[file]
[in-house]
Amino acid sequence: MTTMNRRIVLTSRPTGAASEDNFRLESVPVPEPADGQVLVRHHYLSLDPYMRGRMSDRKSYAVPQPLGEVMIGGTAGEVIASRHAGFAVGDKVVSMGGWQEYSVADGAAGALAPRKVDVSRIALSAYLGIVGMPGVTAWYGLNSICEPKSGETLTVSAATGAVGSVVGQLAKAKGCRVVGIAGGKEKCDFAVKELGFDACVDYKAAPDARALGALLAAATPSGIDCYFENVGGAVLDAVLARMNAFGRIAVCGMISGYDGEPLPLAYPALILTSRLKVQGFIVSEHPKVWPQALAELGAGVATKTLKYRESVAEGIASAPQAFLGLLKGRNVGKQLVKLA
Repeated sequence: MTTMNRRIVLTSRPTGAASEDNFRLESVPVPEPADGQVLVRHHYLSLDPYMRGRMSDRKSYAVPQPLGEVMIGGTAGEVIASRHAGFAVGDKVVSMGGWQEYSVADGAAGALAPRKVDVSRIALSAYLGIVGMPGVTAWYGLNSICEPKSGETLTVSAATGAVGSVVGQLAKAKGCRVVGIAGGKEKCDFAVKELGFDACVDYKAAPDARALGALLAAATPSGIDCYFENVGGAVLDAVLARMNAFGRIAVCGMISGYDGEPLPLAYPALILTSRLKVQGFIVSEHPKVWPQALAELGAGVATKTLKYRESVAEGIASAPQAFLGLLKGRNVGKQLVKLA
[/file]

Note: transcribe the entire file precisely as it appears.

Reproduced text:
[in-house]
Amino acid sequence: MTTMNRRIVLTSRPTGAASEDNFRLESVPVPEPADGQVLVRHHYLSLDPYMRGRMSDRKSYAVPQPLGEVMIGGTAGEVIASRHAGFAVGDKVVSMGGWQEYSVADGAAGALAPRKVDVSRIALSAYLGIVGMPGVTAWYGLNSICEPKSGETLTVSAATGAVGSVVGQLAKAKGCRVVGIAGGKEKCDFAVKELGFDACVDYKAAPDARALGALLAAATPSGIDCYFENVGGAVLDAVLARMNAFGRIAVCGMISGYDGEPLPLAYPALILTSRLKVQGFIVSEHPKVWPQALAELGAGVATKTLKYRESVAEGIASAPQAFLGLLKGRNVGKQLVKLA
Repeated sequence: MTTMNRRIVLTSRPTGAASEDNFRLESVPVPEPADGQVLVRHHYLSLDPYMRGRMSDRKSYAVPQPLGEVMIGGTAGEVIASRHAGFAVGDKVVSMGGWQEYSVADGAAGALAPRKVDVSRIALSAYLGIVGMPGVTAWYGLNSICEPKSGETLTVSAATGAVGSVVGQLAKAKGCRVVGIAGGKEKCDFAVKELGFDACVDYKAAPDARALGALLAAATPSGIDCYFENVGGAVLDAVLARMNAFGRIAVCGMISGYDGEPLPLAYPALILTSRLKVQGFIVSEHPKVWPQALAELGAGVATKTLKYRESVAEGIASAPQAFLGLLKGRNVGKQLVKLA